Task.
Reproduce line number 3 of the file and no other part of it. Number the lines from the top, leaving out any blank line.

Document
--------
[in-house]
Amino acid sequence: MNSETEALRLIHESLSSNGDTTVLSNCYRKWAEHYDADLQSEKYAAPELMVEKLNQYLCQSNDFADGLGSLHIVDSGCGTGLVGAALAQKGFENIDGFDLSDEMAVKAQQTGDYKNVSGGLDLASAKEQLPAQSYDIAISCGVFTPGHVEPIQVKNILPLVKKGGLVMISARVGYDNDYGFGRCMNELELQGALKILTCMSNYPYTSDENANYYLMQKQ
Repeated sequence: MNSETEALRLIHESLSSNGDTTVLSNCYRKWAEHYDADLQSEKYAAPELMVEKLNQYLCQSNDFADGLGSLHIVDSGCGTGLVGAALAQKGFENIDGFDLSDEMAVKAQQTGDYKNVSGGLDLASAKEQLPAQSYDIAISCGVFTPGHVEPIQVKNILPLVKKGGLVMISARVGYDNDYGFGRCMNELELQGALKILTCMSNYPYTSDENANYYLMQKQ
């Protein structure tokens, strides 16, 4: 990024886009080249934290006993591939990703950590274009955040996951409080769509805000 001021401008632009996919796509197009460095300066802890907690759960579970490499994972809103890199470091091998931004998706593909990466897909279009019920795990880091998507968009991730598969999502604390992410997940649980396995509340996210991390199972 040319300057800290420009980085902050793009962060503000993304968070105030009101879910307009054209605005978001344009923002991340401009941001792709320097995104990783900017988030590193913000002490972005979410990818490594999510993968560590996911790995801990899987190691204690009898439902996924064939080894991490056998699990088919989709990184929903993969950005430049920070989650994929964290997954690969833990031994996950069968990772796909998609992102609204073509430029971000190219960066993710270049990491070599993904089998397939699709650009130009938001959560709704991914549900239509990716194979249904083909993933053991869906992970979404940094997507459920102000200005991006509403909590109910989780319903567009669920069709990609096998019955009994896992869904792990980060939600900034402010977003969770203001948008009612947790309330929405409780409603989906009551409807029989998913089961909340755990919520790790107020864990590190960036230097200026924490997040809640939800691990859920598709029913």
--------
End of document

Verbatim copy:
Repeated sequence: MNSETEALRLIHESLSSNGDTTVLSNCYRKWAEHYDADLQSEKYAAPELMVEKLNQYLCQSNDFADGLGSLHIVDSGCGTGLVGAALAQKGFENIDGFDLSDEMAVKAQQTGDYKNVSGGLDLASAKEQLPAQSYDIAISCGVFTPGHVEPIQVKNILPLVKKGGLVMISARVGYDNDYGFGRCMNELELQGALKILTCMSNYPYTSDENANYYLMQKQ